Contenders for the run-off elections for the seventh President of the Republic of Cyprus, incumbent Nicos Anastasiades and Stavros Malas, in a televised debate on Wednesday, unfolded their positions on the Cyprus issue, energy, the economy and health during a energetic debate that was closely followed by social media.
In last Sunday`s first round , Anastasiades garnered 35.5%, while Malas secured 30.25%
Both candidates were asked if they trust Turkey with Malas replying that Turkey is in a very tight situation, “many problems with neighbouring countries. We need to get rid of her from our country”, he remarked.
Malas argued that during the last negotiations, “we had an historic opportunity to negotiate the withdrawal of Turkish troops but Mr. Anastasiades did not exploit this opportunity”.
He criticised Anastasiades for including in the document he had presented at Crans Montana, the right to the Turkish Cypriots to veto decisions, accusing Anastasiades for dangerous tactics, not fully exploiting the document proposed by the UN Secretary-General and for adopting unsafe concessions.
Replying, Anastasiades said he will make public on Thursday the document he had presented on rotating presidency, to make things clear.
He said that during the negotiations, Turkey simply presented the intransigence it has maintained in the last 44 years against Cyprus and the six Presidents of the Republic of Cyprus as well as the international community.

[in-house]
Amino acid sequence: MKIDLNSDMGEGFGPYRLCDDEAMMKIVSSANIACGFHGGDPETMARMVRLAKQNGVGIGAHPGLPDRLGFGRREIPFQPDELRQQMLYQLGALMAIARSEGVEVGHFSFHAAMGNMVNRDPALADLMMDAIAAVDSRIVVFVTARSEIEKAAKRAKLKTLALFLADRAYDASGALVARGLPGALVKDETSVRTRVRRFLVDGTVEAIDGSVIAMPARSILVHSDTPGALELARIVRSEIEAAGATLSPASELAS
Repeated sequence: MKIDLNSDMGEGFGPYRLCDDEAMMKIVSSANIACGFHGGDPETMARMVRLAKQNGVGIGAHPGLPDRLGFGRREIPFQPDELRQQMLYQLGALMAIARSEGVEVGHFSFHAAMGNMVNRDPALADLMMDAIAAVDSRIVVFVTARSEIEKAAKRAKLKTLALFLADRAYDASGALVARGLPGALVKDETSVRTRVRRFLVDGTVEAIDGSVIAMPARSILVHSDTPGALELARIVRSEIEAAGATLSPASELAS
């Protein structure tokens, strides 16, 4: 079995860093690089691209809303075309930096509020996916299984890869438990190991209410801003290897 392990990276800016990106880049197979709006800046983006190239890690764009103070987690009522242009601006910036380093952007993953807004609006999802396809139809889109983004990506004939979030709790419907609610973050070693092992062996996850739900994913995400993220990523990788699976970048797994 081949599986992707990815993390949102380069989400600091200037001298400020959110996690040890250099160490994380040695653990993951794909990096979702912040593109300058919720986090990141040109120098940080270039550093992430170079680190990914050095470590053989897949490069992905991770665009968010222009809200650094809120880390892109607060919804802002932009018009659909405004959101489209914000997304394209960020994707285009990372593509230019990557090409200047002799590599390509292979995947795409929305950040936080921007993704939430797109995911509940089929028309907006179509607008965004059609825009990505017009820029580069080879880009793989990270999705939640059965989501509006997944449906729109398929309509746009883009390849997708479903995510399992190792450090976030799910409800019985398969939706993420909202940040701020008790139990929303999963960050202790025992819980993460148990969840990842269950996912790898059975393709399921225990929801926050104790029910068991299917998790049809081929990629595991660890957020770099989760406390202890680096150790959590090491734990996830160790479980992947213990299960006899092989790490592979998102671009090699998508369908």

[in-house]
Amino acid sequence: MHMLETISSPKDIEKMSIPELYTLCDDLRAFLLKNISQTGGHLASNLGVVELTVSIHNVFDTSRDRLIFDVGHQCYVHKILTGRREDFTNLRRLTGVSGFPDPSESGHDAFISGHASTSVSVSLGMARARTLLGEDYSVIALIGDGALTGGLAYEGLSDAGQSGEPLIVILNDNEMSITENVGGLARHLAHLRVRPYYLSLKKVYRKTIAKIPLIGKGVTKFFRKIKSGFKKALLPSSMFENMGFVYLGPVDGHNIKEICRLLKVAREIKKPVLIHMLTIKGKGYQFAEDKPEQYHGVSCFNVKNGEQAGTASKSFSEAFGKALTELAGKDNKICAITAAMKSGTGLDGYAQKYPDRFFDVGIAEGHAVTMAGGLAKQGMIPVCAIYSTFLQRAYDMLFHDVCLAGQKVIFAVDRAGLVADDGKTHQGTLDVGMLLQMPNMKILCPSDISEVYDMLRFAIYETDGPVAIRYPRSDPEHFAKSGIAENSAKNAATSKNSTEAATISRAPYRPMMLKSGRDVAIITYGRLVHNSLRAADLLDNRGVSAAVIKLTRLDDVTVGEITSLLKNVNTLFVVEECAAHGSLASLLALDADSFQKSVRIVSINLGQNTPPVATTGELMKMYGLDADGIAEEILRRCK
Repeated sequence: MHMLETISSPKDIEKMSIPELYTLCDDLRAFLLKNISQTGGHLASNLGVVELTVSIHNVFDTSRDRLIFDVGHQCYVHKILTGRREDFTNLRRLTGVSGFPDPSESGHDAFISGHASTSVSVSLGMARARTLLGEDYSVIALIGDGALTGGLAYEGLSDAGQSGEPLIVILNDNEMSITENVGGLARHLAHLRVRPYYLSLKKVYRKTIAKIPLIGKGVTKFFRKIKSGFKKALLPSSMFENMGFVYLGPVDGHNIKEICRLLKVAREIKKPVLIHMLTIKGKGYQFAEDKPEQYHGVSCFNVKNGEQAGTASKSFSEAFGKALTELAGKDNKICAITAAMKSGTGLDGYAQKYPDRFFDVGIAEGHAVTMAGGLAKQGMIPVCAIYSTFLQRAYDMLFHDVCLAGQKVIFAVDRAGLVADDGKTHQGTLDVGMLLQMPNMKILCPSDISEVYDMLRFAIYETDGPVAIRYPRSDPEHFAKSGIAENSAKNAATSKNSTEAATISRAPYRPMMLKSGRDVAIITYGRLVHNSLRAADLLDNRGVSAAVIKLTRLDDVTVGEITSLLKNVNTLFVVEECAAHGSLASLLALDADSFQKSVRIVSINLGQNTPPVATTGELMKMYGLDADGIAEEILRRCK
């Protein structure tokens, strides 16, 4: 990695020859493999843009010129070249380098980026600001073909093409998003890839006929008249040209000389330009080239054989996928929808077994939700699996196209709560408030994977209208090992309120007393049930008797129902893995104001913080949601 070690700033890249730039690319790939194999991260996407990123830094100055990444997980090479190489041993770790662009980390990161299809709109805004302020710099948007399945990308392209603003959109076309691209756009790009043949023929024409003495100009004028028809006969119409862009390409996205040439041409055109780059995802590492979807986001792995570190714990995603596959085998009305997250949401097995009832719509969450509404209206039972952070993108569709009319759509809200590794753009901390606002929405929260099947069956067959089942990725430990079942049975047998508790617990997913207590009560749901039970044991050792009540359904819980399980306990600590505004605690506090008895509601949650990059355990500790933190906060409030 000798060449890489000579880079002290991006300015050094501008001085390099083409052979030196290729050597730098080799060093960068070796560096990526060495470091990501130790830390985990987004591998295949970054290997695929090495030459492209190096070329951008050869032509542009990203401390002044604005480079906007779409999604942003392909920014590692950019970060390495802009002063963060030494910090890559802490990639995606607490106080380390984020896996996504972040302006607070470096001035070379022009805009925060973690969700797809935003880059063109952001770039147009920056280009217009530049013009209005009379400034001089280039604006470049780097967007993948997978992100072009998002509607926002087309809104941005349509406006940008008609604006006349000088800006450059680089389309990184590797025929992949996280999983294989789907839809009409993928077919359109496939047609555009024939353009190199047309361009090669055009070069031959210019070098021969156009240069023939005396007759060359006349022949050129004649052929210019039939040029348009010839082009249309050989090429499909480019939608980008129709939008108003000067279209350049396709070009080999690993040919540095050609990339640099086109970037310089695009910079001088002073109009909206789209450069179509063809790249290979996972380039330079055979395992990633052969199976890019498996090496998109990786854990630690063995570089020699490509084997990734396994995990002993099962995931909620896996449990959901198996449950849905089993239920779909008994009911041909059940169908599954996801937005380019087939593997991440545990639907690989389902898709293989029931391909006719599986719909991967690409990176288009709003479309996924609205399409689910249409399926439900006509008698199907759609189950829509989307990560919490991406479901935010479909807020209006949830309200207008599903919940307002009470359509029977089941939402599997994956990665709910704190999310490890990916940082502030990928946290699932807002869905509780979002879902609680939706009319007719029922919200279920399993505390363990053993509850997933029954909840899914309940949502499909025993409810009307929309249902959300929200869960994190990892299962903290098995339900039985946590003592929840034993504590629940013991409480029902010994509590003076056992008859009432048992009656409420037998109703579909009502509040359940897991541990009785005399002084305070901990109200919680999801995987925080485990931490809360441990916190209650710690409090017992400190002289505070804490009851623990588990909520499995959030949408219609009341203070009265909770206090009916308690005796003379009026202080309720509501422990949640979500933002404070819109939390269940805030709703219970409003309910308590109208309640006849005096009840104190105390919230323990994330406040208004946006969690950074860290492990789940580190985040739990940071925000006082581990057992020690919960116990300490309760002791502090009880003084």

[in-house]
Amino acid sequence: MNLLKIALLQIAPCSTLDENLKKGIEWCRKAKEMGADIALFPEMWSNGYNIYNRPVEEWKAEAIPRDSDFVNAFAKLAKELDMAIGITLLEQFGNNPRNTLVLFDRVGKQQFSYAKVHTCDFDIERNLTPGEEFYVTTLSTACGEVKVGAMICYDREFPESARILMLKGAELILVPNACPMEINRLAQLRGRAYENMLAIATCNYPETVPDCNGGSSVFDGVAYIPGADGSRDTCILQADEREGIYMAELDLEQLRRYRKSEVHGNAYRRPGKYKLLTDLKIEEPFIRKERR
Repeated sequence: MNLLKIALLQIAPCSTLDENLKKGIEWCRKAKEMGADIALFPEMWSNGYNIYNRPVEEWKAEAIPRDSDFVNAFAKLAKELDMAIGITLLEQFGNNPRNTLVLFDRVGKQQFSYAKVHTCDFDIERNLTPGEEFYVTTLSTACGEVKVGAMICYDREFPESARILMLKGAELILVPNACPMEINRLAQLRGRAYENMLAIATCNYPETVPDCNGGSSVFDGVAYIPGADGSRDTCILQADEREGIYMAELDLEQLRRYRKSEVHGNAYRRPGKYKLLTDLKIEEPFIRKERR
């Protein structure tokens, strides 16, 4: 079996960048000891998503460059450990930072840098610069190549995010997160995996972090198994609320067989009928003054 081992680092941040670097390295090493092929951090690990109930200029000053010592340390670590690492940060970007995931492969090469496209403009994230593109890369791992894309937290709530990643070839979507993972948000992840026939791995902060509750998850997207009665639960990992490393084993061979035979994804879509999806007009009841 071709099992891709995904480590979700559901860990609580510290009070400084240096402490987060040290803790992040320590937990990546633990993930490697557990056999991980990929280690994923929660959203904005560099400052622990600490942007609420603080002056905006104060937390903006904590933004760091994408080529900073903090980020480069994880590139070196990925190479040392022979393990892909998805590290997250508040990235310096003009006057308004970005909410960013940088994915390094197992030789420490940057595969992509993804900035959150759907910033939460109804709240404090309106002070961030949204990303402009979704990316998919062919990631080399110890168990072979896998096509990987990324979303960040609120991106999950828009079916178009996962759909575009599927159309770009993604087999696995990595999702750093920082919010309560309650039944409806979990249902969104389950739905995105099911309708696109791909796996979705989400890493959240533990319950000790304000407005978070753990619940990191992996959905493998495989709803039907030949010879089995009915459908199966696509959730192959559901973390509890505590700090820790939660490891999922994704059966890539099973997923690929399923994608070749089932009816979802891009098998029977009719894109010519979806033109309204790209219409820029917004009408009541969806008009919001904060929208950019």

Anastasiades said that for the first time, Secretary General Antonio Guterres had stated that without a resolution to the security issues there could not be a solution. “”We managed to put this issue on the table for the first time and discuss with Turkey issues of vital significance”.
Asked why he wants to return to the negotiations, Anastasiades replied “because we need to exhaust all possibilities. The only thing left is dialogue. There is no other way. However”, he added, what is important is to know the boundaries in which we are negotiating,
Anastasiades also said he did not accept Turkish Foreign Minister Mevlut Cavusoglu’s proposal for gradual withdrawal of Turkish troops over a period of 15-10 years, adding that he did not consider this a wasted opportunity.
“t is completely tasteless to say that I did not take the opportunity….How would we be sure that Turkey would have left? It is known for its inconsistency”, the President said.
Malas said he considers the issue of rotating presidency open provided there is no right of veto and that both communities have the ability to create a political cooperation, noting that the solution should be seen in its entirety.
He underlined that since he cannot accept a solution that includes the presence of Turkish troops, intervention rights and more and his proposals were not accepted, then they cannot be considered as being on the table.
Anastasiades also said that he did not allow the discussion to grant the four fundamental freedoms of the EU to Turkish nationals as part of a special arrangement that will only apply to a reunited Cyprus.
Answering questions, Anastasiades said he would never disregard the concerns of Turkish Cypriots, adding for the first time in the negotiations maps were tabled and the EU was involved as well as international economic organisations. He acknowledged the contribution of AKEL in supporting him on the Cyprus issue, adding that what needs to be done now is to mobilize the international community to curb the Turkish intransigence.